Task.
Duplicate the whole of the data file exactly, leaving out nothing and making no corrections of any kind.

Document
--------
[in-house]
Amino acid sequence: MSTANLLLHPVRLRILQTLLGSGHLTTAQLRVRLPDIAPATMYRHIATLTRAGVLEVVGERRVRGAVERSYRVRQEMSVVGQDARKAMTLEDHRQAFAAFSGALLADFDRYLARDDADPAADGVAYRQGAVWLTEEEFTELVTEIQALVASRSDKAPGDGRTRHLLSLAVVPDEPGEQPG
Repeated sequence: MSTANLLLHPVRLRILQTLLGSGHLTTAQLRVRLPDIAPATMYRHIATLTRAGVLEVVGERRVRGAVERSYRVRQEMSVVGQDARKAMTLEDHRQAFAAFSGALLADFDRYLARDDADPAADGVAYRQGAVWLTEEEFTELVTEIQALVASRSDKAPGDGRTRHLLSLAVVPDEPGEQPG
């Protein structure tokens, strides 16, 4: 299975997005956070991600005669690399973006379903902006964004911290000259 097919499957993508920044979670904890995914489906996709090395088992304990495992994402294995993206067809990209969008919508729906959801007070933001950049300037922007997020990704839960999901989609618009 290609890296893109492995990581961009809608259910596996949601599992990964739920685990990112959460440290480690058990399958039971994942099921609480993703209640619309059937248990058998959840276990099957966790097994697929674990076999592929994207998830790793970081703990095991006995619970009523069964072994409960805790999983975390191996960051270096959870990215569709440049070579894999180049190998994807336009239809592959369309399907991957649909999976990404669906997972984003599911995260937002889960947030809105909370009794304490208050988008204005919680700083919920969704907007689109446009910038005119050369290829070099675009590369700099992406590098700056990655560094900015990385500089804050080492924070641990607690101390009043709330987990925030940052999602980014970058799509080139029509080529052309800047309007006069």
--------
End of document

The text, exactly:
[in-house]
Amino acid sequence: MSTANLLLHPVRLRILQTLLGSGHLTTAQLRVRLPDIAPATMYRHIATLTRAGVLEVVGERRVRGAVERSYRVRQEMSVVGQDARKAMTLEDHRQAFAAFSGALLADFDRYLARDDADPAADGVAYRQGAVWLTEEEFTELVTEIQALVASRSDKAPGDGRTRHLLSLAVVPDEPGEQPG
Repeated sequence: MSTANLLLHPVRLRILQTLLGSGHLTTAQLRVRLPDIAPATMYRHIATLTRAGVLEVVGERRVRGAVERSYRVRQEMSVVGQDARKAMTLEDHRQAFAAFSGALLADFDRYLARDDADPAADGVAYRQGAVWLTEEEFTELVTEIQALVASRSDKAPGDGRTRHLLSLAVVPDEPGEQPG
């Protein structure tokens, strides 16, 4: 299975997005956070991600005669690399973006379903902006964004911290000259 097919499957993508920044979670904890995914489906996709090395088992304990495992994402294995993206067809990209969008919508729906959801007070933001950049300037922007997020990704839960999901989609618009 290609890296893109492995990581961009809608259910596996949601599992990964739920685990990112959460440290480690058990399958039971994942099921609480993703209640619309059937248990058998959840276990099957966790097994697929674990076999592929994207998830790793970081703990095991006995619970009523069964072994409960805790999983975390191996960051270096959870990215569709440049070579894999180049190998994807336009239809592959369309399907991957649909999976990404669906997972984003599911995260937002889960947030809105909370009794304490208050988008204005919680700083919920969704907007689109446009910038005119050369290829070099675009590369700099992406590098700056990655560094900015990385500089804050080492924070641990607690101390009043709330987990925030940052999602980014970058799509080139029509080529052309800047309007006069």